• Monday, October 03, 2022


Muslim leaders should do more to tackle radicalisation: Ex-MI6 chief

Sir Richard Dearlove, former head of Britain’s Secret Intelligence Service (Photo by Cate Gillon/Getty Images)

By: Chandrashekar Bhat

SIR Richard Dearlove has said Muslim leaders should be forthcoming in tackling radicalisation and Islamist extremism in their communities.

The former chief of Britain’s Secret Intelligence Service said the involvement of community leaders makes counter-radicalisation efforts more effective than others telling their people what to do.

He felt there is a general “reluctance” in the community to address the issue and ensure that extremists do not succeed in misleading the thinking of young people.

“If you are looking at Islamist extremism, the Islamic community should be dealing with it themselves and there is a reluctance for them to do so,” he told The Telegraph.

“What you don’t want it to be is Christians telling Muslims what to do. It should be Muslims telling Muslims what to do.”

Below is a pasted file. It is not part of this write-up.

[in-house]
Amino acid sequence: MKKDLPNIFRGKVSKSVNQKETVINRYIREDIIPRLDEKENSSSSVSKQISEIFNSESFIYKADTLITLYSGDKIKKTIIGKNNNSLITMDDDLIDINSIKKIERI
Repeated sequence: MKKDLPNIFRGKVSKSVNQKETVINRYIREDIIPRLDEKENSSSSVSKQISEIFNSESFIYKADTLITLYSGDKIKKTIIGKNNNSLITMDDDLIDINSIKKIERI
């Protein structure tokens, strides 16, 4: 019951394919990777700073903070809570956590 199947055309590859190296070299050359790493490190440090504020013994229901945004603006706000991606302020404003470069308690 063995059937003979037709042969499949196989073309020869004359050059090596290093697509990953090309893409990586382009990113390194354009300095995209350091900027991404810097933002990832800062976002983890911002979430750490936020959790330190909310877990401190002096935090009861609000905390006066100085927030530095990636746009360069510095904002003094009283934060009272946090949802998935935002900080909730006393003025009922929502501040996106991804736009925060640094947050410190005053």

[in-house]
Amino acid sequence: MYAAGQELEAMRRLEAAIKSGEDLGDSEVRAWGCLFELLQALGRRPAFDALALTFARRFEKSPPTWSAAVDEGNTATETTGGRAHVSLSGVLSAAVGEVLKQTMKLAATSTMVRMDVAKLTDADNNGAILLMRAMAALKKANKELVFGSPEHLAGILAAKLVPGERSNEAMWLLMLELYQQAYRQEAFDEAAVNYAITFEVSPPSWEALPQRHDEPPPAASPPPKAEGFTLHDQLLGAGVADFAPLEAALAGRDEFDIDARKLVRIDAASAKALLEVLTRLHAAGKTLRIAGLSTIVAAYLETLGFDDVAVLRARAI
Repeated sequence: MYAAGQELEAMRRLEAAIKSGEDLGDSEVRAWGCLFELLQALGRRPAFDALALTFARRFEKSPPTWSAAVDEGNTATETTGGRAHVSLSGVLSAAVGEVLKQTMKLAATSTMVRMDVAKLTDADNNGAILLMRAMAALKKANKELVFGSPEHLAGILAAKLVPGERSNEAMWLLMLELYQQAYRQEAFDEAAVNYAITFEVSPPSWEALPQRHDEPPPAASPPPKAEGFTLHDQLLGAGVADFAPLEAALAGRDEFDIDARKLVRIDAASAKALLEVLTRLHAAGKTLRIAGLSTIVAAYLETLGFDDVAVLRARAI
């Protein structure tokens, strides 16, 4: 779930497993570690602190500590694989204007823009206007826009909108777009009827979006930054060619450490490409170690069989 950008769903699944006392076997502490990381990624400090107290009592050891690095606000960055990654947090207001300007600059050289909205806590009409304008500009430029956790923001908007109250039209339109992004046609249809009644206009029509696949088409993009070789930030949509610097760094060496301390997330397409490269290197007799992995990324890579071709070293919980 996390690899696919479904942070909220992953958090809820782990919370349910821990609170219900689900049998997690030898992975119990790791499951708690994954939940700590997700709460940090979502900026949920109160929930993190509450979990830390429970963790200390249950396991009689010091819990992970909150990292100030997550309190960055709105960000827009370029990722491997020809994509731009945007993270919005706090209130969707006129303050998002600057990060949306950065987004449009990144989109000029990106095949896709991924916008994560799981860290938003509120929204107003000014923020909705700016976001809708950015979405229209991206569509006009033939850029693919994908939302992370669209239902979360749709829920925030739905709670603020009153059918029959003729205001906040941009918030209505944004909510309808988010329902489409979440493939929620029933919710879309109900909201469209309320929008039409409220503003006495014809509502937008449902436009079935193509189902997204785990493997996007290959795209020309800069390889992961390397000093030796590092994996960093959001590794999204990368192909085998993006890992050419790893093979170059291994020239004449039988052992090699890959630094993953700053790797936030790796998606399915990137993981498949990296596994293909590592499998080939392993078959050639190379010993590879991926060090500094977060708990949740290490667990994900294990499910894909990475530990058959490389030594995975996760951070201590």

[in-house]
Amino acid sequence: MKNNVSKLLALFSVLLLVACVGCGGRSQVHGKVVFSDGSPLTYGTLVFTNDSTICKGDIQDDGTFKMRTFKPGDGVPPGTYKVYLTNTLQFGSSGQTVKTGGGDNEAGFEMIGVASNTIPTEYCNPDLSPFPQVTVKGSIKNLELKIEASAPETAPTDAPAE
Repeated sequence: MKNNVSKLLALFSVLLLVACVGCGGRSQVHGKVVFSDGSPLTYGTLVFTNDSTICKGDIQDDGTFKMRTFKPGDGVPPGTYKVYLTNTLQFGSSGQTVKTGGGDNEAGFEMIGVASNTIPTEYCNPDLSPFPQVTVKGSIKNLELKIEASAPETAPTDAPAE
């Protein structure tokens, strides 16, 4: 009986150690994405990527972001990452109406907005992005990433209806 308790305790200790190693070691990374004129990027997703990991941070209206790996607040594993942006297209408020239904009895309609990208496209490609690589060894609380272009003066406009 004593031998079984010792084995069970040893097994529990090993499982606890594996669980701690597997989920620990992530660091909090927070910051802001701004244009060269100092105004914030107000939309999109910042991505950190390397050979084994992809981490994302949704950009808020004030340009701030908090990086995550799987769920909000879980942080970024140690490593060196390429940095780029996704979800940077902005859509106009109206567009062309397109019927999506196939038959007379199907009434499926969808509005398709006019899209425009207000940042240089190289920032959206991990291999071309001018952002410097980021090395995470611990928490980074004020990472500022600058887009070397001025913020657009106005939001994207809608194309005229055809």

If the Taliban allows terror groups to operate as it did during its previous regime, it could inspire some people in the UK to travel to Afghanistan, the former MI6 chief feared.

“When the pandemic isn’t raging, you can freely travel to Pakistan and it is very easy to pop over the border to Afghanistan if those activities are revived”.

“You have to depend on the local communities to know what their young people are doing. If a kid goes off to visit relatives in Pakistan it becomes a family matter. It’s important that individuals are aware of what their young people are up to,” he said.

Communities achieved some progress at policing themselves but more has to be done, he said, ahead of the upcoming anniversary of the 9/11 terror attacks.

Sir Dearlove also appreciated Singapore for developing a “successful” counter-radicalisation model which is “extensively used”.

“The model the Singaporeans developed was used quite extensively and followed by other countries with large Muslim components and even countries which were majority Muslim… They used their own religious leaders to run their deradicalisation programmes. It’s a model which works,” he told The Telegraph.

Eastern Eye

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